Updated: Sep 12
Not too long ago I received an email from a new friend. We had just spent five days together with several colleagues working on a book of best practices for yoga with sexual trauma survivors. His email was thoughtful and gentle, but he wanted to let me know I had made a comment that weekend that just didn’t sit right with him. He offered me some useful reading on a subject that he, admittedly, has much more knowledge about, offered himself for further conversation, and signed off with love.
Without a beat, shame descended upon me.
Brene Brown calls it a warm wash. For me, shame was a punch in the gut. A sick feeling in the center of my solar plexus, a hint of nausea followed by a tidal wave of racing thoughts. These ranged from composing a panicked reply explaining in great detail why what I said is not actually what I meant, to explaining the back story of my comment to give relevant context and validate what I said, to many other responses.
Then self-judgment set in:
You’re such an idiot.
There you go saying the wrong thing—AGAIN.
You can never get anything right.
You don’t fit in with this group.
You’re a fraud.
But shame is not what you think it is.
Yes, it is heralded by that continuous, merciless cocktail of thoughts convincing us there is just something about us that sets us apart. Something broken. Something so fundamentally flawed that we question why we ever thought we could fit in, be of value, or be seen for who we truly are.
But, as I sat in the (deeply!) uncomfortable sensations of my spiraling shame after reading my friend’s email, I also knew what this feeling was – or more specifically, who she is.
Shame is my little protector, who is no longer necessary but always nearby, just in case. She is an adaptive survival strategy from the far recesses of my childhood. She is the belief, formed long ago, that I don’t know right from wrong or good from bad. And what is important to know about shame (right along with fear and guilt) is that it (she) is trying to help. She is trying to protect me by keeping me safe from the judgments of others—which, in the experience of a young child, feels very dangerous, even life threatening.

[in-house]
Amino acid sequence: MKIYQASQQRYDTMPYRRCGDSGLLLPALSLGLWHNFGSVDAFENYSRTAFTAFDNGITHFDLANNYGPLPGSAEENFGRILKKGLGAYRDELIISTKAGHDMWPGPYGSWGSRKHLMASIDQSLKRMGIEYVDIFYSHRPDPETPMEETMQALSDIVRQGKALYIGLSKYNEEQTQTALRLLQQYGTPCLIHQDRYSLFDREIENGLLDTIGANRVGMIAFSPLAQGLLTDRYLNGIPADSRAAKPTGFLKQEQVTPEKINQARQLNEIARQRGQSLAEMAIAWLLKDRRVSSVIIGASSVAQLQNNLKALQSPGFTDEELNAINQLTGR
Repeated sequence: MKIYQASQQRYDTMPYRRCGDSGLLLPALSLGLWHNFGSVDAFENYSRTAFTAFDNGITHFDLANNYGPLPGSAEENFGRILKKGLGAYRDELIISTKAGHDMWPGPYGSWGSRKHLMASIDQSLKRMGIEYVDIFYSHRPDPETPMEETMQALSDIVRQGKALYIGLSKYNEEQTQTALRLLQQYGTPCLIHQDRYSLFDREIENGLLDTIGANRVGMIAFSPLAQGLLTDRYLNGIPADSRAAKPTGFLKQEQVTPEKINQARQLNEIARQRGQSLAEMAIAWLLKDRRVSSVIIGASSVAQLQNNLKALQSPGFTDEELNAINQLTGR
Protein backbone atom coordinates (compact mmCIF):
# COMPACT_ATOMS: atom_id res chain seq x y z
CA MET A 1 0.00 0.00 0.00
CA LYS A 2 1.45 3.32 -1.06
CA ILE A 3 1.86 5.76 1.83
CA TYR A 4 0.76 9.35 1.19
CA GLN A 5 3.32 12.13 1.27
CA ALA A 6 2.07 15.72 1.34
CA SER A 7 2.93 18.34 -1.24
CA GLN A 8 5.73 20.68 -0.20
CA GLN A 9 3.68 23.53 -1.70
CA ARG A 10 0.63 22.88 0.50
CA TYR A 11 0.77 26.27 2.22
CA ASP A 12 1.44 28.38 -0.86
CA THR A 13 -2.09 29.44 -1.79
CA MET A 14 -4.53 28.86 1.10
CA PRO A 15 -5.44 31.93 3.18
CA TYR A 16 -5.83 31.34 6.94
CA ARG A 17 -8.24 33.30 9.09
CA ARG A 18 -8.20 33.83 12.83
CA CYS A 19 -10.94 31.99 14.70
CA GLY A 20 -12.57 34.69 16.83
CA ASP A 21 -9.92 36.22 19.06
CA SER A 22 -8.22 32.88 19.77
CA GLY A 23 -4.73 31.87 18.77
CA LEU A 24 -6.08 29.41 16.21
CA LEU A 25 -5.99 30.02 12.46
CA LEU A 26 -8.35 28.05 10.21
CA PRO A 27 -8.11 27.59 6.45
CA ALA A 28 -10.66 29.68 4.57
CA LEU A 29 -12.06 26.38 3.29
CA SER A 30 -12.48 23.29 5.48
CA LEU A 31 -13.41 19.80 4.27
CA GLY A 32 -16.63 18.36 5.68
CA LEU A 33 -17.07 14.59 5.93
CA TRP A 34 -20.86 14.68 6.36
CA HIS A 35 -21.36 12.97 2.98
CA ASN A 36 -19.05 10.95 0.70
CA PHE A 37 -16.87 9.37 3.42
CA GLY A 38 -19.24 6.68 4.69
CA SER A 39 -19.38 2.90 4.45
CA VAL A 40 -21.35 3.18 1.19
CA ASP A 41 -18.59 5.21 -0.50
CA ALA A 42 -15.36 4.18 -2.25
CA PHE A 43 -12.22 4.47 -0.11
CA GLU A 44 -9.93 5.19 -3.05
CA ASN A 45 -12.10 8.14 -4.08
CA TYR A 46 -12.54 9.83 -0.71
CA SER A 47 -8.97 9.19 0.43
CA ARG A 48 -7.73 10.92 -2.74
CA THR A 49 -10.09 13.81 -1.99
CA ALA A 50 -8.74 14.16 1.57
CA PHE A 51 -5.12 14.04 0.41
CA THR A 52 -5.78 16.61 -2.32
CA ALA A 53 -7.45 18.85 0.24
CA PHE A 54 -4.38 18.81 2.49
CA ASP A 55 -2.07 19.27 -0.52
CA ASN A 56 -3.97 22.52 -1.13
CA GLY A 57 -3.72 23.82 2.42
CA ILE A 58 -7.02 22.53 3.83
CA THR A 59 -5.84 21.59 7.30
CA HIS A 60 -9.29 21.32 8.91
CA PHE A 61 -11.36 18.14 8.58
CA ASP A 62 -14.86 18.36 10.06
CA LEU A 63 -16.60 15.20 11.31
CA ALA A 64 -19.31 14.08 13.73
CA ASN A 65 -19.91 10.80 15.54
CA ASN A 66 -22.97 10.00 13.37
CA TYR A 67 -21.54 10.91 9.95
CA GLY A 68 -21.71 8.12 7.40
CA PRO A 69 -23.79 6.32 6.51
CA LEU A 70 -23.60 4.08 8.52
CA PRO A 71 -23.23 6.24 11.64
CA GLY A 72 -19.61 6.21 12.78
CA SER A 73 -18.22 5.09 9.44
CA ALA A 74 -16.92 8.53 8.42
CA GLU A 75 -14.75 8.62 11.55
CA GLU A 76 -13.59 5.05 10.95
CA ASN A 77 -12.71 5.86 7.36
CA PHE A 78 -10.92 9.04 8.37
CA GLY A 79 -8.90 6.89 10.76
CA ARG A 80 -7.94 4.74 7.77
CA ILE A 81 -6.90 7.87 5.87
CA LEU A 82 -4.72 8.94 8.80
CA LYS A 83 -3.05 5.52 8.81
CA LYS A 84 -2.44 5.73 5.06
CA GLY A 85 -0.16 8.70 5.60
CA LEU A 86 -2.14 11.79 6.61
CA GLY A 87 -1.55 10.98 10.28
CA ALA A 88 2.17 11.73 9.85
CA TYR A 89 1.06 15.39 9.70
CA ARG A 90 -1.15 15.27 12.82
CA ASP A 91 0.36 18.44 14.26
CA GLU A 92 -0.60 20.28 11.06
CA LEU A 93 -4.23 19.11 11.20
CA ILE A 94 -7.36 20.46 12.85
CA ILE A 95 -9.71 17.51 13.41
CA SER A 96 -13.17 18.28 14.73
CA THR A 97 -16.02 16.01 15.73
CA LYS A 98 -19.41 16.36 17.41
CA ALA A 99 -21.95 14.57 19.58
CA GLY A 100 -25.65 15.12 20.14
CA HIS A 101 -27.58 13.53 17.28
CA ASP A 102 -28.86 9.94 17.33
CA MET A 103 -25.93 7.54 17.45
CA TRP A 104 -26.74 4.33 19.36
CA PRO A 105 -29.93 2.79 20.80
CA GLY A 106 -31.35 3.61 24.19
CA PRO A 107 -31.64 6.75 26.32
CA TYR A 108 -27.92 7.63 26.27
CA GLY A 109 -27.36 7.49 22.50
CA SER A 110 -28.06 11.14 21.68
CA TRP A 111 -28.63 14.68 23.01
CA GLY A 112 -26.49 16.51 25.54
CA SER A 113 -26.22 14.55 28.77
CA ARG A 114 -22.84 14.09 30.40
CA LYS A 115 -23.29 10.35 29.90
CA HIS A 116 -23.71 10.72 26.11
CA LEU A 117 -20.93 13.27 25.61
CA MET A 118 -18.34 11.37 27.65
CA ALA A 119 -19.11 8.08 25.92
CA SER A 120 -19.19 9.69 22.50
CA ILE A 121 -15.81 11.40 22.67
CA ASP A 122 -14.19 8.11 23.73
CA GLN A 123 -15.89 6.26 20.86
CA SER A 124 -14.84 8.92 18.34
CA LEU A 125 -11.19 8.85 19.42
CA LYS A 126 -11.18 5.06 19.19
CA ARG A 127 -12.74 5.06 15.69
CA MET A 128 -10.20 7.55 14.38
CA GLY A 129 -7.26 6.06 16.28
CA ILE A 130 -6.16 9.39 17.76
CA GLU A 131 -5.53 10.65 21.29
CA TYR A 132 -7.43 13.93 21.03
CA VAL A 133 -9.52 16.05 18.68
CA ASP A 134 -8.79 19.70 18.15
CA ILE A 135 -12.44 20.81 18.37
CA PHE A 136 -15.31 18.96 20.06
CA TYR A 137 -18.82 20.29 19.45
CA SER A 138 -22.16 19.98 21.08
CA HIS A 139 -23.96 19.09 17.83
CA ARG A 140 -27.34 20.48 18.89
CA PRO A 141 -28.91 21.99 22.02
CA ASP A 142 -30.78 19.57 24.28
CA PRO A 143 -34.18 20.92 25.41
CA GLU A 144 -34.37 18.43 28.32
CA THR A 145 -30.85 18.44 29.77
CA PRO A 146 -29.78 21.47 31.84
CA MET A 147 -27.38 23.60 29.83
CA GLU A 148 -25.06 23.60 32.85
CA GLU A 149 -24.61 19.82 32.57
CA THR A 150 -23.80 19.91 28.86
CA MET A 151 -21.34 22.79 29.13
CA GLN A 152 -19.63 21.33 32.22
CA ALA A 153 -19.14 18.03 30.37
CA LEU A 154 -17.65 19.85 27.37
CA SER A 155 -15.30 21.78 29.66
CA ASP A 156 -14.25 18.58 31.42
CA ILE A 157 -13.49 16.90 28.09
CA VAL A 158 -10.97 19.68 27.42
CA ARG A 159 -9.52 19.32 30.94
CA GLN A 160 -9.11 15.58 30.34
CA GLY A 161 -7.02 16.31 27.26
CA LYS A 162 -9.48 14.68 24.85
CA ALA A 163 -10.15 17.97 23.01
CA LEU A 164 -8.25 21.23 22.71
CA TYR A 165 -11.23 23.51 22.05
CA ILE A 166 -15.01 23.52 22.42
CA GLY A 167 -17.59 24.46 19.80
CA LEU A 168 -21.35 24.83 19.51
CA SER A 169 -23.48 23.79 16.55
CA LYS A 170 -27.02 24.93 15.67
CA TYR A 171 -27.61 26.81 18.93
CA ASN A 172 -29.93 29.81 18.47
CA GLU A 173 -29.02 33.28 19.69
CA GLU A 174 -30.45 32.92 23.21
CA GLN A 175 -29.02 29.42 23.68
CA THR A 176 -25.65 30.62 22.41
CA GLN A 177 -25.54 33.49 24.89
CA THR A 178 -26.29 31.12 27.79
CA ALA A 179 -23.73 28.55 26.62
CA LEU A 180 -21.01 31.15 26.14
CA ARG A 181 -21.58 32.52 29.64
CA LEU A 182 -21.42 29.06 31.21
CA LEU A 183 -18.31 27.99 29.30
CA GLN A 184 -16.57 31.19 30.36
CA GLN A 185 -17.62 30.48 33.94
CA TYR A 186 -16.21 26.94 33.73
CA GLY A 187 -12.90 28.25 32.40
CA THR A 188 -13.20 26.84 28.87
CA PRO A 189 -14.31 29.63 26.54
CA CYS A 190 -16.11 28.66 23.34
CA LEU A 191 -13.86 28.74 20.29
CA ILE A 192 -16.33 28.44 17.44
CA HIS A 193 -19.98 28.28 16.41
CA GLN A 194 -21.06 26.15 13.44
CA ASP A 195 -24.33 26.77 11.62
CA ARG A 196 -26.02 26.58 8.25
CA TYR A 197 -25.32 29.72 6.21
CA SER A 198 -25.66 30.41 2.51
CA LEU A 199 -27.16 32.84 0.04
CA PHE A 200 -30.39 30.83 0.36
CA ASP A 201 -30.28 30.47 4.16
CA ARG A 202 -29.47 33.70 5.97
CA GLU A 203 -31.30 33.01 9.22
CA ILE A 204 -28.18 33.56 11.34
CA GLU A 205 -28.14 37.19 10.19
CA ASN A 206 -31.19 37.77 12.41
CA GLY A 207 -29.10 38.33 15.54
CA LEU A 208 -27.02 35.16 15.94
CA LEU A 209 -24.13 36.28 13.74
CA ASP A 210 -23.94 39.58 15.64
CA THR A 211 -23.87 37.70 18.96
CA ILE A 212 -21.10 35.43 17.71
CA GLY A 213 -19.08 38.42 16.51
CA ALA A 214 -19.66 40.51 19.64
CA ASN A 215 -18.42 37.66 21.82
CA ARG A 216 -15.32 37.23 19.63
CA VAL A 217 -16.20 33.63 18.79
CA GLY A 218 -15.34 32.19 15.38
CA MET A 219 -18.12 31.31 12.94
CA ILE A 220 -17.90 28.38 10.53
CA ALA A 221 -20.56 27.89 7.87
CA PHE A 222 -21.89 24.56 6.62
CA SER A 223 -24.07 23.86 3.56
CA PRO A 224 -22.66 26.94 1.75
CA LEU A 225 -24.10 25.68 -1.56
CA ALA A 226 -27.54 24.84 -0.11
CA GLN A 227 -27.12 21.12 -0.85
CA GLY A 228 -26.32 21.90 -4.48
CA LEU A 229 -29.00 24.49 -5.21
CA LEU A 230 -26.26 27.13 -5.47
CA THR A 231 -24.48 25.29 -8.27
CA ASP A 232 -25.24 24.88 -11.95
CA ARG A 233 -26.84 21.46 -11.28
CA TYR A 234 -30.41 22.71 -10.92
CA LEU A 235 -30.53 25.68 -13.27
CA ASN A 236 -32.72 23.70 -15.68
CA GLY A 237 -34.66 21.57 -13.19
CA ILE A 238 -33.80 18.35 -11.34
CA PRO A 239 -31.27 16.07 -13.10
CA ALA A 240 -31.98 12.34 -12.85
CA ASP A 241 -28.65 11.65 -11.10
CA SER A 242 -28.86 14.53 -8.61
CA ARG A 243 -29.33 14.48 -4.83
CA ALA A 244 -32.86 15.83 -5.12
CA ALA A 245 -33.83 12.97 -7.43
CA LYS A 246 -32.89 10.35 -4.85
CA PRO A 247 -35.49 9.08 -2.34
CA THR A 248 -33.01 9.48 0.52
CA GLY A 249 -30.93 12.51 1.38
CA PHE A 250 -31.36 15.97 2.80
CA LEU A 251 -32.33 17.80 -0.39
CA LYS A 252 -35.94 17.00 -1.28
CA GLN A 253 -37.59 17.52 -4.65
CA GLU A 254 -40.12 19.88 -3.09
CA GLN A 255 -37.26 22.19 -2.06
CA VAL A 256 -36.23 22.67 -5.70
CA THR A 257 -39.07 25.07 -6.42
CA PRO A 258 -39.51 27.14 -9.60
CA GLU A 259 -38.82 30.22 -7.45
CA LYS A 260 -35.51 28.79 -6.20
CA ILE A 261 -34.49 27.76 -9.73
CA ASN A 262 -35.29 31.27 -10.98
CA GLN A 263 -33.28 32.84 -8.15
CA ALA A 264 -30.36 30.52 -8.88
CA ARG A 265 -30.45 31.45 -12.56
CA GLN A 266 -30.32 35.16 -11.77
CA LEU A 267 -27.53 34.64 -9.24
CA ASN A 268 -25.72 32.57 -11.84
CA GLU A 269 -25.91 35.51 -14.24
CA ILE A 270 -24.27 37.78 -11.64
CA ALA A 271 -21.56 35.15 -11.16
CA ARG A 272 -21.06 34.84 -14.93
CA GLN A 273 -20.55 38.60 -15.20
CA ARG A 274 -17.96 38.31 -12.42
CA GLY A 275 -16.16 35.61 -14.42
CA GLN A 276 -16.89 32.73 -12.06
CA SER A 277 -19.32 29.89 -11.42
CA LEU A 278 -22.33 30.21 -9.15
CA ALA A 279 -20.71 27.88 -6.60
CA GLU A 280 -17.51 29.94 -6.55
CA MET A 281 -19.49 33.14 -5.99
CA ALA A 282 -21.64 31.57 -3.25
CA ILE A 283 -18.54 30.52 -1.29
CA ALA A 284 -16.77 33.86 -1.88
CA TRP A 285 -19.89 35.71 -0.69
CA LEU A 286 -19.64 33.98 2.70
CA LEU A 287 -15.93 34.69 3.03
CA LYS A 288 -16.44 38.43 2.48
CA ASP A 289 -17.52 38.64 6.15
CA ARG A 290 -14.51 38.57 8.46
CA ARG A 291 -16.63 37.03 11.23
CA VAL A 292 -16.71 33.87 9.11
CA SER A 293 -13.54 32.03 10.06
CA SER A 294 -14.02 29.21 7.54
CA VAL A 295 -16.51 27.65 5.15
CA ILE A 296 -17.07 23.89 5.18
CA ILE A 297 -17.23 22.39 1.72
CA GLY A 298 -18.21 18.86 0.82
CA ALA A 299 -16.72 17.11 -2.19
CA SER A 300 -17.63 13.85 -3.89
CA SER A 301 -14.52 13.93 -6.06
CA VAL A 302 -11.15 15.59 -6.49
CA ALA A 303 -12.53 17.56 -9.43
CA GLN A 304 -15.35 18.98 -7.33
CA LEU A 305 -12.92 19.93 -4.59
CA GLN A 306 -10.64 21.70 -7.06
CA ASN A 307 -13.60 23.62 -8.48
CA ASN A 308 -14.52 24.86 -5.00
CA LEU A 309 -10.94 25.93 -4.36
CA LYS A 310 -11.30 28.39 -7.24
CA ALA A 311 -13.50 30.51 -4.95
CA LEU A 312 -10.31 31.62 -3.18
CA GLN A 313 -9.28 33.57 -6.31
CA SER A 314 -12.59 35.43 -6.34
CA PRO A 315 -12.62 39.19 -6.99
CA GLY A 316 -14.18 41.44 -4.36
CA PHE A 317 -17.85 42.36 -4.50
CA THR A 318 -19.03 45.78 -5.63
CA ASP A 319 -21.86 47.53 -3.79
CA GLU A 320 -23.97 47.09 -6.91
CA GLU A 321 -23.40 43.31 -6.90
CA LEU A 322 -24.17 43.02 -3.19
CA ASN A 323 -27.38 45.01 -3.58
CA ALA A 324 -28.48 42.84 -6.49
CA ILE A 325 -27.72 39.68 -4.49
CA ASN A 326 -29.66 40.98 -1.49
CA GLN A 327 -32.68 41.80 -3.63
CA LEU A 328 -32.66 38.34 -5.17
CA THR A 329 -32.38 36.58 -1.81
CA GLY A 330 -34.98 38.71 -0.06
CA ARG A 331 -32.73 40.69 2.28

By reminding me that I’m no good, shame heads rejection off at the pass.
Back when our survival strategies are formed, it feels safer to tell ourselves we are no good than it does to be vulnerable to rejection from the adults we depend on. Shame is the reason we may later have trouble feeling confident, pretty, smart, or generally good enough. We think if we allow ourselves to feel good enough, and someone else reminds us that we may not be (as in my friend’s email), we fear the sting will feel far more painful. Better to berate ourselves first, before they get to it. The trouble with this strategy is that we no longer need this shame adaptation to protect us in our adult lives—and maybe we never needed it. The voices of shame are fueled by sensations in our bodies, like my nausea and panic. These sensations are a mechanism of our survival response, alerting us that our life is in danger…which in most situations, it most certainly is not. The good news is that over time we can diminish the strength and length of our shame episodes, but only by being compassionately with the sensations. If we continue to reject and judge ourselves when we feel shame we only reinforce the mechanism. The next time you feel the “warm wash of shame,” try the following:
Call your attention to the sensations you feel in your body
Remind yourself that shame is a survival adaptation from long ago
Take 5-10 (or more) deep abdominal breaths
Give yourself plenty of space and time before responding to whatever it was that triggered the shame
Shame is not something we like to talk about, let alone feel. But if we ignore and/or judge the shame we feel, it only ensures that our next shame spiral will feel more excruciating than the last. If we can think about shame as a misguided survival strategy formed in childhood, however, then it’s easier to have compassion for our feelings. The development of shame is a natural part of the human experience. Recognizing this can help us feel connected with one another – not in spite of our feelings of shame, but because of them.